Web hacking and the Internet user - PowerPoint PPT Presentation

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Web hacking and the Internet user

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  1. Web hacking and the Internet user

  2. Web hacking • Basics • Web pilfering: download selectively web sites and search files off-line. • Automated scripts: developed by advanced hackers for use by “script kiddies.” See SecurityInnovation for vulnerability scanners. • IIS security: see Microsoft Web Application Security guide to setup the IIS and identify threats and create countermeasures. • CGI: programming CGI with security in mind by W3org, a compilation and an index for CGI security resources, SSI and CGI security, • ASP vulnerabilities: HTML and programming in the same directory, dot bug, samples (showcode and codebrws). See Microsoft ASP Security. • Web vulnerability scanners are available for UNIX/Linux: Nikto and Whisker. • Buffer Overflows: (i) PHP security, (ii) do not use the wwwcount.cgi, and (iii) IIS iishack vulnerability (use MSBA to find patches). • Poor Web design • Misuse of hidden tags (price, shipping, etc), e.g. search “type=hidden name=price” • SSI: noExecs, pre-processing for hidden code.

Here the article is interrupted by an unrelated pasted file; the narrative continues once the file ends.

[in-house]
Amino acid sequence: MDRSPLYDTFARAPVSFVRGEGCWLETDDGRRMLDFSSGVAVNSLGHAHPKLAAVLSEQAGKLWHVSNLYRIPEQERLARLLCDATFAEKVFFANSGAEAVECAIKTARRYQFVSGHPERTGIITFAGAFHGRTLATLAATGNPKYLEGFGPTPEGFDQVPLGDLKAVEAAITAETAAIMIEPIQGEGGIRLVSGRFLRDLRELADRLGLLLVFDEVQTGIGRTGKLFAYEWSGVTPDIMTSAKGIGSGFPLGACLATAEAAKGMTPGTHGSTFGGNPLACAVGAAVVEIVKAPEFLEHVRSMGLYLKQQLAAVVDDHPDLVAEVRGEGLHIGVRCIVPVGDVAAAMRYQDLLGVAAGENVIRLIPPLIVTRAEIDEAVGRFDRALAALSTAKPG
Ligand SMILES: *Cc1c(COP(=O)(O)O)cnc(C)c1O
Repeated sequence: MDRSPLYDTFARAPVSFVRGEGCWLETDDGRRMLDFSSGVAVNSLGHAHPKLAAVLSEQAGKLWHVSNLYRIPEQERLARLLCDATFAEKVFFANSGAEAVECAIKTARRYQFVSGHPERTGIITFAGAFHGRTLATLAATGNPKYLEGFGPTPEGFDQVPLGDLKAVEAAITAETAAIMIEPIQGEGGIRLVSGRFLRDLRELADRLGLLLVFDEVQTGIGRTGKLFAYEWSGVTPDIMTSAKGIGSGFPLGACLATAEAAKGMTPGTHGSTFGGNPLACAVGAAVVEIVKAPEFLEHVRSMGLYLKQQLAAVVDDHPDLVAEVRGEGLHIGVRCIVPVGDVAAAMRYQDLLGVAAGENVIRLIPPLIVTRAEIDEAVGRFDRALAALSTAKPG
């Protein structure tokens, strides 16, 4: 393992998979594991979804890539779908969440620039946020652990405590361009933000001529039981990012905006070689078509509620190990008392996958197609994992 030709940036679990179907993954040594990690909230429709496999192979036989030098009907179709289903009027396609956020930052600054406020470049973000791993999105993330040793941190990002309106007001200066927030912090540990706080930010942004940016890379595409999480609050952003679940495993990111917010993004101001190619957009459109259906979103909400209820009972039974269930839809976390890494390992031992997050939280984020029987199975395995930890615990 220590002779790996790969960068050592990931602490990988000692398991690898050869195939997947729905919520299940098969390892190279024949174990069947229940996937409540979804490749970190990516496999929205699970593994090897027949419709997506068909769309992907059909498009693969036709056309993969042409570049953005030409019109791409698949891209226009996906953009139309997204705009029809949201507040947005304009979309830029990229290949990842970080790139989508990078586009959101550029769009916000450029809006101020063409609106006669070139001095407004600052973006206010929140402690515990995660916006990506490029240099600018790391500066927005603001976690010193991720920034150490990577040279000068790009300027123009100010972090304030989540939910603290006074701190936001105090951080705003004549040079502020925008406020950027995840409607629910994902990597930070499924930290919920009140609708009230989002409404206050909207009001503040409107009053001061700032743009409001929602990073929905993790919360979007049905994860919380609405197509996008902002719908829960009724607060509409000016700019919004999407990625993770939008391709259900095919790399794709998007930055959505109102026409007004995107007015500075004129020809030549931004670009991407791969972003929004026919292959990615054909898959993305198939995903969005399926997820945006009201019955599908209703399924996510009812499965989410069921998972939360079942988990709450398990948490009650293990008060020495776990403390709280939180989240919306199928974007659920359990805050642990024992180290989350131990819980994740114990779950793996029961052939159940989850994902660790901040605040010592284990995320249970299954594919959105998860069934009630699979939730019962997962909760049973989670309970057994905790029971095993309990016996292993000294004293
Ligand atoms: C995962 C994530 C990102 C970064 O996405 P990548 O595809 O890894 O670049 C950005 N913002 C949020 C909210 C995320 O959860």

3. Hacking the Internet user:Malicious mobile code • Microsoft ActiveX (Active X controls have the file extension.ocx) • similar to OLE let an object be embedded in a page using the <object> tag • When IE finds a page with a control, it checks the Registry to find out if the control is available, if it is IE displays the page and runs the control • If it is not, IE uses Authenticode to check the author (Verisign role) and download the control. Finally IE displays the page and runs the control • “Safe for Scripting”: Authenticode is not used with these controls, malicious Web sites may explore as a vulnerability. Easy to mark as such. Countermeasures: • apply patches for Scriptlet/Eyedog and OUA (Office 2000 UA). • Set macro protection to High in Tool/Macro menu in Office. • restrict or disable ActiveX, using security zones • Using security zones: IE has five predefined zones: Internet, Local Intranet, Trusted Sites, Restricted Sites, and My Computer. • Internet zone: disable ActiveX controls, enable per-session cookies and file download, and set scripting to prompt. • Trusted Sites: assign medium security and add sites you can trust to run ActiveX controls, e.g. Microsoft sites.